Stu Cowan: New players, run-and-gun system breathe life into Canadiens

They aren’t the Flying Frenchmen from the glory years — and they probably never will be — but this Canadiens team sure has been fun to watch through the first half of the NHL season.

The reason is simple: they can score.

Heading into Thursday’s game against the Vancouver Canucks, which marked the midway point of the season, the Canadiens were ranked 11th in the NHL in scoring, averaging 3.15 goals per game. It’s a dramatic improvement from last season, when the Canadiens ranked 29th with an average of 2.52 goals per game en route to finishing 28th in the overall NHL standings and missing the playoffs.

Last season, the Canadiens scored five or more goals 11 times. This season, they had already done it 12 times before facing the Canucks. Last season, the Canadiens were shut out a franchise-record 12 times. This season, they have only been blanked twice.

Canadiens general manager Marc Bergevin and head coach Claude Julien knew they had to make changes after last season and they did. Bergevin brought in new players and Julien implemented a fast-paced system with some help from new assistant coaches Dominique Ducharme and Luke Richardson.

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The results speak for themselves with the Canadiens fighting for a playoff spot.
“I think some of it has to do with our system, the way we’re playing,” Julien said after Thursday’s morning skate in Brossard. “We’re trying to play faster, but there’s also a change in personnel … lots of it when you look back. The guys that are coming up big, (Tomas) Tatar wasn’t here, neither was (Max) Domi and some of those guys … (Jesperi) Kotkaniemi, (Joel) Armia, who’s coming back (from an injury).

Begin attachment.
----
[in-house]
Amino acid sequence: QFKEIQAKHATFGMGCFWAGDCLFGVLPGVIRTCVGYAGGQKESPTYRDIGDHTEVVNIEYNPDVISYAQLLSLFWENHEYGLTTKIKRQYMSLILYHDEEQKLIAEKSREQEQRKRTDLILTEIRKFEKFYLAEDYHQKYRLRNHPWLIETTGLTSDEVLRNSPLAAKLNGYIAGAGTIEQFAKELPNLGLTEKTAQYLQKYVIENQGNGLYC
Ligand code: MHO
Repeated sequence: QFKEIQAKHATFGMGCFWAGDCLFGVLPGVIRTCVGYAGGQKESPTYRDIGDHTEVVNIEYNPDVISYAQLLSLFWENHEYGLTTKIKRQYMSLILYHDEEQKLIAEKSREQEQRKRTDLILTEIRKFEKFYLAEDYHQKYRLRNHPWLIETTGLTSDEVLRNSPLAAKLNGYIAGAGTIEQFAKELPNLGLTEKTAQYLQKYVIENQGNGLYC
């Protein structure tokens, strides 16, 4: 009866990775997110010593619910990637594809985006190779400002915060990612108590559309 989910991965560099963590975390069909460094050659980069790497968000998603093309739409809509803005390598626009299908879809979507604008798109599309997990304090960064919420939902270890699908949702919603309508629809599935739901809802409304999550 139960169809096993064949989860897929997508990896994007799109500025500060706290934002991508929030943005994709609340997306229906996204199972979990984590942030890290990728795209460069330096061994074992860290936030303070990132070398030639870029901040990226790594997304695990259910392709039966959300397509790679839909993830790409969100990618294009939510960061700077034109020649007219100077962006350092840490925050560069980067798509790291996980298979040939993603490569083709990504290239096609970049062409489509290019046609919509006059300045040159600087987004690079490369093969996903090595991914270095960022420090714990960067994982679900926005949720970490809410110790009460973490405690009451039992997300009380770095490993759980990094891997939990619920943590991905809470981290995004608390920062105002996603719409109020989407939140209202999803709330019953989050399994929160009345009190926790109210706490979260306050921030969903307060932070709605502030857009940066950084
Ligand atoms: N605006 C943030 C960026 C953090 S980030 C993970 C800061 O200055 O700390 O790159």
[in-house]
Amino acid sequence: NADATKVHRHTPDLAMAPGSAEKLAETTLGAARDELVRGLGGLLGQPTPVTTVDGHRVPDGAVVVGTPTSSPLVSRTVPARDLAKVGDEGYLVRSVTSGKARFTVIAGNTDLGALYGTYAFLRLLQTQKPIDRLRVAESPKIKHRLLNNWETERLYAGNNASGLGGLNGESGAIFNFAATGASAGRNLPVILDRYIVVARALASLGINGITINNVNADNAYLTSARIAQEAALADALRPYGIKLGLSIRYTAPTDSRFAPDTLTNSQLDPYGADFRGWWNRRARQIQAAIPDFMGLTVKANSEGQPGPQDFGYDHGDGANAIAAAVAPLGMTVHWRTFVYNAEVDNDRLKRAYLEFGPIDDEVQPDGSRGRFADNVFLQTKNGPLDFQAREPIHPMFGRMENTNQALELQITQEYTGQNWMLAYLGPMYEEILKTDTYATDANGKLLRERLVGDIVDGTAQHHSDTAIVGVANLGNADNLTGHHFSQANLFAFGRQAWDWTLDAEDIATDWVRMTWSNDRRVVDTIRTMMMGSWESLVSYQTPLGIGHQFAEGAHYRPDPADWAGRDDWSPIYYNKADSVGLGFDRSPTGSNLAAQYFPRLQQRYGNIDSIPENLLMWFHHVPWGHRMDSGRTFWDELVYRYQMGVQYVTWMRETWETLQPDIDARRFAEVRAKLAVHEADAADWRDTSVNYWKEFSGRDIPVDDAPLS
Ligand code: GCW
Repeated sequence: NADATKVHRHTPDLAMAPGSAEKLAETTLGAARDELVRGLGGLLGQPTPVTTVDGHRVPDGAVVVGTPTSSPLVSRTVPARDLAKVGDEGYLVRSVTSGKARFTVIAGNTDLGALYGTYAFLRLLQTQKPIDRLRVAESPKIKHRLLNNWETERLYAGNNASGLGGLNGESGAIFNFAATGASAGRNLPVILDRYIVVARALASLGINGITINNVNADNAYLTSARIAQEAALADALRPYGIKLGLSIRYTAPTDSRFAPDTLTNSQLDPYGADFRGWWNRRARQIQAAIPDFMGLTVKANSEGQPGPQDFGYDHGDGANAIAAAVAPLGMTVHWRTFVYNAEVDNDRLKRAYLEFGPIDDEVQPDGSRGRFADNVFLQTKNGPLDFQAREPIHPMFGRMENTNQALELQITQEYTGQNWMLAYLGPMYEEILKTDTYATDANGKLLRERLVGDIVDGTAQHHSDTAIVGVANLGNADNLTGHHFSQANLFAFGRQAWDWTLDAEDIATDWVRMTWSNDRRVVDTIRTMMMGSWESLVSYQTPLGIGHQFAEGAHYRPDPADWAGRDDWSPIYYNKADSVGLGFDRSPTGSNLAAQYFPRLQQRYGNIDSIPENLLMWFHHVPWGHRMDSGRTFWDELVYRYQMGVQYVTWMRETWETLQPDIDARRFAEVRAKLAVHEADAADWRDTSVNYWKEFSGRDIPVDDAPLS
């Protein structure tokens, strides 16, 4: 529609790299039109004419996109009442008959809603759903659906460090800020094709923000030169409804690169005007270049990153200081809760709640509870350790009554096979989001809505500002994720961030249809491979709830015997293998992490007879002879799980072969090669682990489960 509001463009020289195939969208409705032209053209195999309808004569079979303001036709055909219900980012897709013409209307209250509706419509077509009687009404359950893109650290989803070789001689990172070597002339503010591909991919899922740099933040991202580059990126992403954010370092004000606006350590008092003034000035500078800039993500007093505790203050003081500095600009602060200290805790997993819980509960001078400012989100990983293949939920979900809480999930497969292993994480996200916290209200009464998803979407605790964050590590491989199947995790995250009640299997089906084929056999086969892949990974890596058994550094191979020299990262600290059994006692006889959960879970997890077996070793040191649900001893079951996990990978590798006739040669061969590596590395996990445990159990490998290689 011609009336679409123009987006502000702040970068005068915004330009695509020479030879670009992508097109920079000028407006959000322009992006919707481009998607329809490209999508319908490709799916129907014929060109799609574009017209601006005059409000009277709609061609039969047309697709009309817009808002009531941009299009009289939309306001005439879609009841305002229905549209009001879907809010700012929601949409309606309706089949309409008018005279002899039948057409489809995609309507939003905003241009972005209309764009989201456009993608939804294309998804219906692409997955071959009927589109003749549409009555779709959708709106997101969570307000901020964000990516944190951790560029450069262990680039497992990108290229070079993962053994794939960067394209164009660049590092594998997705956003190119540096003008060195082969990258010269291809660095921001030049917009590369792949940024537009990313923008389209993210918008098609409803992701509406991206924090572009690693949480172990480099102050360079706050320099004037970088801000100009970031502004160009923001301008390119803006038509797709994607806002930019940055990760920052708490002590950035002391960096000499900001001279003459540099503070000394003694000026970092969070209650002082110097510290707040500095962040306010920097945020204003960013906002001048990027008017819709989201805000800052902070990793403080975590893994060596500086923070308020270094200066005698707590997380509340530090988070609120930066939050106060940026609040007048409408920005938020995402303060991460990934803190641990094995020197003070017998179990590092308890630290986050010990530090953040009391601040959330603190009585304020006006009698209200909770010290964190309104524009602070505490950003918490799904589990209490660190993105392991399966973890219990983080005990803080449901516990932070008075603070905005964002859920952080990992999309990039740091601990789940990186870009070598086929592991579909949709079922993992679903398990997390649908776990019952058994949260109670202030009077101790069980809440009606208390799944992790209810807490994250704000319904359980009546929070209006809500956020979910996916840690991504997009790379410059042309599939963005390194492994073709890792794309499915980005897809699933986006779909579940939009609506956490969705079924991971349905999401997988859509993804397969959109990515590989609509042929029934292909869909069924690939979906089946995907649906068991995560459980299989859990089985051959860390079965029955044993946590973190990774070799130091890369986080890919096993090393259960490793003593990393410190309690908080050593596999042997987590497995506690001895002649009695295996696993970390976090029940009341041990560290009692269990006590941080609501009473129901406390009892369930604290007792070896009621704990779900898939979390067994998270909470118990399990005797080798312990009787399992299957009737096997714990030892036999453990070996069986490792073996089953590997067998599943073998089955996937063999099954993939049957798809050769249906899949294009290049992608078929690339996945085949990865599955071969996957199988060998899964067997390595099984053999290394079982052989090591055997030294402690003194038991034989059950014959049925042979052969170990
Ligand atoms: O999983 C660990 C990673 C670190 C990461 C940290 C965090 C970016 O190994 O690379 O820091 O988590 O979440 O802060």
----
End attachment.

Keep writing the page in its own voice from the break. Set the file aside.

“We’ve got a lot of different personnel, too, that are having good years. (Brendan Gallagher’s) continuing on his role from last year, Wholesale nhl jerseys so we’re doing OK that way. I think there’s personnel, there’s the way we’re playing. And like I said, we decided to play that way because we felt we had the soldiers that were good skaters and that we were able to play a little faster. So all that put together has given us some offence. We had to find a way to get some offence. I think we went and got some players that are giving us some and as a coaching staff we were able to put something together that’s given them a chance to score more.”

One of the players who has benefitted the most from Julien’s new system is Jeff Petry, who ranked ninth among NHL defencemen in scoring heading into Thursday’s game with 8-21-29 totals.

“I think the system definitely has something to do with it … the speed and the pace of play that we’re hoping to get every night is generating more offence,” Petry said. “Being harder on the pucks and hounding other teams and forcing them to make mistakes.”

All the defencemen are pinching more this season at the offensive blue line to keep pucks in the zone and also at the red line, making it more difficult for the opposition on breakouts. Petry said one of the keys to being able to do that is having forwards who can skate fast on the backcheck.

“When we’re playing like that it gives us the freedom to be there for pinches, but we’ve got to always check to make sure that third man’s high because not every play’s ideal,” Petry said. “So it’s got to be a read, but knowing that the forwards are going to work hard to get back helps us with our decisions.”

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